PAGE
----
FOLSOM -- SMUD will begin using drones to patrol its 500 miles of transmission lines in order to save money and improve safety.
The FAA earlier this year set rules for the commercial use of drones, and SMUD is taking advantage of the recent rulings.
Dead and dying trees pose a problem when they fall on power lines, causing power blackouts and wild land fires.
Often areas are too tight to use helicopters to examine trees, power lines and towers.
"We would foot patrol this stuff, and what would take us days and weeks to patrol on foot we can do in a much smaller amount of time," said Scott Hallmark, SMUD vegetation manager.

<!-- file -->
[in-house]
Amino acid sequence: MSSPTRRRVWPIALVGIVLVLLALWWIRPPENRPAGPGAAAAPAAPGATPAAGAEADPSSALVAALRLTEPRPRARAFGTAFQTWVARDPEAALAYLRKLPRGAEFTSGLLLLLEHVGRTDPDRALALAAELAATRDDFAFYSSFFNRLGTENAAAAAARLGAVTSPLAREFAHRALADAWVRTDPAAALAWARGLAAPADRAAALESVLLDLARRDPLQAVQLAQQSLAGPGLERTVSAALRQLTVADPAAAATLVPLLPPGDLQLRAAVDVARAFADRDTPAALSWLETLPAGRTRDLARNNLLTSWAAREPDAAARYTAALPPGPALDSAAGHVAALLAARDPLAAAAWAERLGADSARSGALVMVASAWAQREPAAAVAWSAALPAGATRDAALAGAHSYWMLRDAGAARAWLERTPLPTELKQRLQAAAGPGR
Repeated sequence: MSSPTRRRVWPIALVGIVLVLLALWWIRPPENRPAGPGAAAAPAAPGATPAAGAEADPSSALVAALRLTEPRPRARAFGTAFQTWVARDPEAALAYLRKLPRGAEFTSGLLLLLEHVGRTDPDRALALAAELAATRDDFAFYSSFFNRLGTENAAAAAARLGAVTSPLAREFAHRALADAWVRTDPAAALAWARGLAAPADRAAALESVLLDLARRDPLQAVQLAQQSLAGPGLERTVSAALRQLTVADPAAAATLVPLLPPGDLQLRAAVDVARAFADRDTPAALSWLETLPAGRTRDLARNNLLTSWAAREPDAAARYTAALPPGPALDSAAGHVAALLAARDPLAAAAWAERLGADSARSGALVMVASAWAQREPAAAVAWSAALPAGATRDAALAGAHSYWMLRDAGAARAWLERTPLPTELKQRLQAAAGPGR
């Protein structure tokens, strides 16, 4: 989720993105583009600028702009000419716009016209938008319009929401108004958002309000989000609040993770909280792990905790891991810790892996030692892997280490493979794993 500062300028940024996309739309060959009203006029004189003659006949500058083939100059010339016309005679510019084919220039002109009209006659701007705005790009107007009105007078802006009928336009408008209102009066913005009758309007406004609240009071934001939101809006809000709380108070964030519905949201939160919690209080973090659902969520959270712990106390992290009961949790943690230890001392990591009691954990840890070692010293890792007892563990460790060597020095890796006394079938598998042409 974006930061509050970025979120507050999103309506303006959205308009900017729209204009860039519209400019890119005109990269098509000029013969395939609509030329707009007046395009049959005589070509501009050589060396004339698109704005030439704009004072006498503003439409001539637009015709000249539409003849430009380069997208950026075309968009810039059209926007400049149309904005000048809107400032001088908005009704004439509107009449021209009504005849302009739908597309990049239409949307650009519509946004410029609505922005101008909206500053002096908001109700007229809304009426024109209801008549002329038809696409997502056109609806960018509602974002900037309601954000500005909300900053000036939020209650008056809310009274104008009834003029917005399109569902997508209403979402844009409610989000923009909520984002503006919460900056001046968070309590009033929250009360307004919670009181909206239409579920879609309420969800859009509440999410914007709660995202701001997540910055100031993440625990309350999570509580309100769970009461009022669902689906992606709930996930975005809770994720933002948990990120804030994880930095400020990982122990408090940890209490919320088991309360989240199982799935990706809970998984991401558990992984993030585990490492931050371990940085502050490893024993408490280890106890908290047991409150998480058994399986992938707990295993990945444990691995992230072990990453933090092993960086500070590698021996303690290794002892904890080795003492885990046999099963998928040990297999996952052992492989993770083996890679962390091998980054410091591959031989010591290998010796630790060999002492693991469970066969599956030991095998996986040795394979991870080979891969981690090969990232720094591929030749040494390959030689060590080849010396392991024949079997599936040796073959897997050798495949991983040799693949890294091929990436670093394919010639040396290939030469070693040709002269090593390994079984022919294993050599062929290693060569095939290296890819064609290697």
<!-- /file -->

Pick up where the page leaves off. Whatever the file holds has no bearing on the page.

The drones are equipped with an array of sensors and cameras that can detect the health of trees and also check power equipment that would normally require climbing up poles and towers.
Privacy is an issue associated with drones and SMUD and drone contractor PrecisionHawk is trying to address with customer notices.
"What day we're flying, what time we're flying, when we're going to be there and what altitude and all the details...privacy and safety are our two main concerns," said Matt Coleman, vice president for Business Development with PrecisionHawk.
The use of drones is expected to cost SMUD 25 percent less than standard monitoring methods. The drones will be used to survey transmission lines prior to the storm season to minimize power outages.